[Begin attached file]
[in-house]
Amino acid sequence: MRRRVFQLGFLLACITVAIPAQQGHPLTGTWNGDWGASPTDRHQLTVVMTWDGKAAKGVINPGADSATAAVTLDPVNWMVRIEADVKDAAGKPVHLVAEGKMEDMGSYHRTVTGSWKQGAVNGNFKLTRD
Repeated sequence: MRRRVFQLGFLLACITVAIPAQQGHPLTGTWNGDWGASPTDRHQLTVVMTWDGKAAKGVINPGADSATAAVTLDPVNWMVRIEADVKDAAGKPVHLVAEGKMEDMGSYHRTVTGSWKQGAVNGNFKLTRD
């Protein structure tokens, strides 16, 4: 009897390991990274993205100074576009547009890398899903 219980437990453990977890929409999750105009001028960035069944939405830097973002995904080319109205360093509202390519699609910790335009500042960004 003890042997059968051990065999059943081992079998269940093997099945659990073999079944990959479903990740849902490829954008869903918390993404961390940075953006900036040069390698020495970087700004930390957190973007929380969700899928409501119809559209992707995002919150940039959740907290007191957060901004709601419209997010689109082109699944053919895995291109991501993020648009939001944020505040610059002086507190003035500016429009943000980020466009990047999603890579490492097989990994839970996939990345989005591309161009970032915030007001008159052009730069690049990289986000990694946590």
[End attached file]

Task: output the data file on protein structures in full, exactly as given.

[in-house]
Amino acid sequence: MRRRVFQLGFLLACITVAIPAQQGHPLTGTWNGDWGASPTDRHQLTVVMTWDGKAAKGVINPGADSATAAVTLDPVNWMVRIEADVKDAAGKPVHLVAEGKMEDMGSYHRTVTGSWKQGAVNGNFKLTRD
Repeated sequence: MRRRVFQLGFLLACITVAIPAQQGHPLTGTWNGDWGASPTDRHQLTVVMTWDGKAAKGVINPGADSATAAVTLDPVNWMVRIEADVKDAAGKPVHLVAEGKMEDMGSYHRTVTGSWKQGAVNGNFKLTRD
């Protein structure tokens, strides 16, 4: 009897390991990274993205100074576009547009890398899903 219980437990453990977890929409999750105009001028960035069944939405830097973002995904080319109205360093509202390519699609910790335009500042960004 003890042997059968051990065999059943081992079998269940093997099945659990073999079944990959479903990740849902490829954008869903918390993404961390940075953006900036040069390698020495970087700004930390957190973007929380969700899928409501119809559209992707995002919150940039959740907290007191957060901004709601419209997010689109082109699944053919895995291109991501993020648009939001944020505040610059002086507190003035500016429009943000980020466009990047999603890579490492097989990994839970996939990345989005591309161009970032915030007001008159052009730069690049990289986000990694946590």